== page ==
confused that Skye directly associates him with being a Nazi,
because to him it is indirect - whether that matters or not.
Finally, the main reason I thought of making this post in the first place has to do with Ward's decision to go with Victoria Hand to deliver Garrett to the Fridge. I'm not sure if this makes sense at all, however... just bare with me a little bit. When Ward reacted to the ~Reveal~ of Garrett being the Clairvoyant, he plays it as almost numb disbelief. However, we know that this is an act, while Trip's reaction is 100% real. He was following a cue, doing what he had to do to seem like the role he had been playing.
However, when he shows up to as Hand if he can accompany them to the Fridge, tonight was the first time I ever though I read ambivalence into the portrayal. Now, I don't want to get into arguments about authorial intent - again, I care about about what I see in-universe and, if anything on a meta level, what Dalton brought to his performance. However, I guess in the past I always saw this as an extremely hard
and abrupt turn. However, Ward does not act like a person whose entire act and facade were easily thrown away or repugnant to him. He dislikes the Patriots and the baggage that goes with that, but apart from that, I would tend to think that there's less of a line between real Ward and fake Ward than Ward lets on around Garrett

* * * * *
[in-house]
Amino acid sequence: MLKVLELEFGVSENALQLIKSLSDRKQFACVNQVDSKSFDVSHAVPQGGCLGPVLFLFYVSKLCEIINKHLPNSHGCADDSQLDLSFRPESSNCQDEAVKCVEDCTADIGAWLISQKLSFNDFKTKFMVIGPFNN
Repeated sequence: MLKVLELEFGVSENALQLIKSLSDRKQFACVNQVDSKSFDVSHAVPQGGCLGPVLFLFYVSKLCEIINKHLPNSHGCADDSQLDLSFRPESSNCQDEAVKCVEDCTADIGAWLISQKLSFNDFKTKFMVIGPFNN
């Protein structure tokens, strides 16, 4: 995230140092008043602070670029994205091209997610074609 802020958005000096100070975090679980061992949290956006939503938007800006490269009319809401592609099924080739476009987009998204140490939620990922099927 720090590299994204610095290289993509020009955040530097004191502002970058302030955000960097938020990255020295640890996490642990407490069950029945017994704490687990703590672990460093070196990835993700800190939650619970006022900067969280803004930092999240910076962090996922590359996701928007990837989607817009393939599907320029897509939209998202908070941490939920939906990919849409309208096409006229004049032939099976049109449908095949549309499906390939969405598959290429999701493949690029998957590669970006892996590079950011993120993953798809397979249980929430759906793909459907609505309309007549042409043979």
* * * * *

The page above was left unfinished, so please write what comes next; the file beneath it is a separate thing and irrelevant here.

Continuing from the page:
because Garrett is this exalted father figure of extremely demanding masculinity that really... doesn't matter that much to Ward later on or when he is acting on what he thinks he should do under Garrett's control but not physically present with Garrett at the time or pretending to be someone he isn't.
This time, when I watched him as for permission to go make sure he got to lock Garrett up himself, I felt like there was definitely some level on which he was going with them to make sure he protected
Garrett and even got him out. However, it does not seem as if he was intent on blowing his cover or upon killing Hand and her men. He only makes a move to do that when Hand herself makes the proposition that perhaps Ward should kill Garrett instead that she has sealed her fate on that plane. I don't know what the real alternatives were, but the way the sound editing is done and the way Ward behaves during and after that moment really stood out to me in a new way this time around.